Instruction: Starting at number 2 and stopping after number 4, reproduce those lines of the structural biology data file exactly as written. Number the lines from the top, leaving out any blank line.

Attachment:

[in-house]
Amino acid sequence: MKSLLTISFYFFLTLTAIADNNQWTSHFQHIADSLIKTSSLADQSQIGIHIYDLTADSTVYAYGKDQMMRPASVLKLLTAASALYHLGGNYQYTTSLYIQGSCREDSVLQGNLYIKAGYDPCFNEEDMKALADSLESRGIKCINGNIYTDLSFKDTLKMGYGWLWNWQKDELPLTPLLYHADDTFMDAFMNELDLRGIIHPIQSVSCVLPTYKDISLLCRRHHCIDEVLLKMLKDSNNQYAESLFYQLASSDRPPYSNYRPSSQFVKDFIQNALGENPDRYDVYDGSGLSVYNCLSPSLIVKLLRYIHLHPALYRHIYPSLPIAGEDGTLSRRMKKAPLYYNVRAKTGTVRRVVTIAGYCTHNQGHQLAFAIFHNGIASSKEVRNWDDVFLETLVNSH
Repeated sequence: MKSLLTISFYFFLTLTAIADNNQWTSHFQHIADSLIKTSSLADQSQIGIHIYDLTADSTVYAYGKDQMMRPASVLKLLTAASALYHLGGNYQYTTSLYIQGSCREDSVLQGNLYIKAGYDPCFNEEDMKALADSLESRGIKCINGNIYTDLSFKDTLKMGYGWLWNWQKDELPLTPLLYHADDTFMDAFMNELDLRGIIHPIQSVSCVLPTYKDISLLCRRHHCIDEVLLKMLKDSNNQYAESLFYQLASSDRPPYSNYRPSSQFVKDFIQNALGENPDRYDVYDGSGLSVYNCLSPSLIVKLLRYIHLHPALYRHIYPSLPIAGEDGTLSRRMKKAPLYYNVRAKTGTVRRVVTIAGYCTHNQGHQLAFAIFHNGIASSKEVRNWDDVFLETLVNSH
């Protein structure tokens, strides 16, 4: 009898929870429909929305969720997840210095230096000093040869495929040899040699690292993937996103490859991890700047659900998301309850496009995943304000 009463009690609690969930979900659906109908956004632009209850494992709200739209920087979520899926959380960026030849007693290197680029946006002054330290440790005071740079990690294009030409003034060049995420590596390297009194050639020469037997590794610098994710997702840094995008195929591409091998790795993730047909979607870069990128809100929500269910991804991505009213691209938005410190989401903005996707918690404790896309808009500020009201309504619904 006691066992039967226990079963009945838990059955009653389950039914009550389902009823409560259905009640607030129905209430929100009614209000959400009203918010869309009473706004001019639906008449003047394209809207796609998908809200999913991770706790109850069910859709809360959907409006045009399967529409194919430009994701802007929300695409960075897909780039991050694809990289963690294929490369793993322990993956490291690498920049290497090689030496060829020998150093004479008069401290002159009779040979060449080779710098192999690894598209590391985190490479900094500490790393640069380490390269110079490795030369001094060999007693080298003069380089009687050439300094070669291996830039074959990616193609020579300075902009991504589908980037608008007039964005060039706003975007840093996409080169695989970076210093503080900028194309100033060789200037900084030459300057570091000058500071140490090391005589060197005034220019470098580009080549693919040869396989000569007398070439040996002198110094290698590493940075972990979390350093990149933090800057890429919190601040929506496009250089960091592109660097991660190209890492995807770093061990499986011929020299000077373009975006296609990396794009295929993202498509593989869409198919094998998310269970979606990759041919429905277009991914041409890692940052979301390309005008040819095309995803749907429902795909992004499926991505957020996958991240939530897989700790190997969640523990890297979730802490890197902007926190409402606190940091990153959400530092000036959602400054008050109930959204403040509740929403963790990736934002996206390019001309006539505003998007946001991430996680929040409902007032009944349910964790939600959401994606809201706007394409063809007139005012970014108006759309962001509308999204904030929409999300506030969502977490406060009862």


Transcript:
Amino acid sequence: MKSLLTISFYFFLTLTAIADNNQWTSHFQHIADSLIKTSSLADQSQIGIHIYDLTADSTVYAYGKDQMMRPASVLKLLTAASALYHLGGNYQYTTSLYIQGSCREDSVLQGNLYIKAGYDPCFNEEDMKALADSLESRGIKCINGNIYTDLSFKDTLKMGYGWLWNWQKDELPLTPLLYHADDTFMDAFMNELDLRGIIHPIQSVSCVLPTYKDISLLCRRHHCIDEVLLKMLKDSNNQYAESLFYQLASSDRPPYSNYRPSSQFVKDFIQNALGENPDRYDVYDGSGLSVYNCLSPSLIVKLLRYIHLHPALYRHIYPSLPIAGEDGTLSRRMKKAPLYYNVRAKTGTVRRVVTIAGYCTHNQGHQLAFAIFHNGIASSKEVRNWDDVFLETLVNSH
Repeated sequence: MKSLLTISFYFFLTLTAIADNNQWTSHFQHIADSLIKTSSLADQSQIGIHIYDLTADSTVYAYGKDQMMRPASVLKLLTAASALYHLGGNYQYTTSLYIQGSCREDSVLQGNLYIKAGYDPCFNEEDMKALADSLESRGIKCINGNIYTDLSFKDTLKMGYGWLWNWQKDELPLTPLLYHADDTFMDAFMNELDLRGIIHPIQSVSCVLPTYKDISLLCRRHHCIDEVLLKMLKDSNNQYAESLFYQLASSDRPPYSNYRPSSQFVKDFIQNALGENPDRYDVYDGSGLSVYNCLSPSLIVKLLRYIHLHPALYRHIYPSLPIAGEDGTLSRRMKKAPLYYNVRAKTGTVRRVVTIAGYCTHNQGHQLAFAIFHNGIASSKEVRNWDDVFLETLVNSH
């Protein structure tokens, strides 16, 4: 009898929870429909929305969720997840210095230096000093040869495929040899040699690292993937996103490859991890700047659900998301309850496009995943304000 009463009690609690969930979900659906109908956004632009209850494992709200739209920087979520899926959380960026030849007693290197680029946006002054330290440790005071740079990690294009030409003034060049995420590596390297009194050639020469037997590794610098994710997702840094995008195929591409091998790795993730047909979607870069990128809100929500269910991804991505009213691209938005410190989401903005996707918690404790896309808009500020009201309504619904 006691066992039967226990079963009945838990059955009653389950039914009550389902009823409560259905009640607030129905209430929100009614209000959400009203918010869309009473706004001019639906008449003047394209809207796609998908809200999913991770706790109850069910859709809360959907409006045009399967529409194919430009994701802007929300695409960075897909780039991050694809990289963690294929490369793993322990993956490291690498920049290497090689030496060829020998150093004479008069401290002159009779040979060449080779710098192999690894598209590391985190490479900094500490790393640069380490390269110079490795030369001094060999007693080298003069380089009687050439300094070669291996830039074959990616193609020579300075902009991504589908980037608008007039964005060039706003975007840093996409080169695989970076210093503080900028194309100033060789200037900084030459300057570091000058500071140490090391005589060197005034220019470098580009080549693919040869396989000569007398070439040996002198110094290698590493940075972990979390350093990149933090800057890429919190601040929506496009250089960091592109660097991660190209890492995807770093061990499986011929020299000077373009975006296609990396794009295929993202498509593989869409198919094998998310269970979606990759041919429905277009991914041409890692940052979301390309005008040819095309995803749907429902795909992004499926991505957020996958991240939530897989700790190997969640523990890297979730802490890197902007926190409402606190940091990153959400530092000036959602400054008050109930959204403040509740929403963790990736934002996206390019001309006539505003998007946001991430996680929040409902007032009944349910964790939600959401994606809201706007394409063809007139005012970014108006759309962001509308999204904030929409999300506030969502977490406060009862």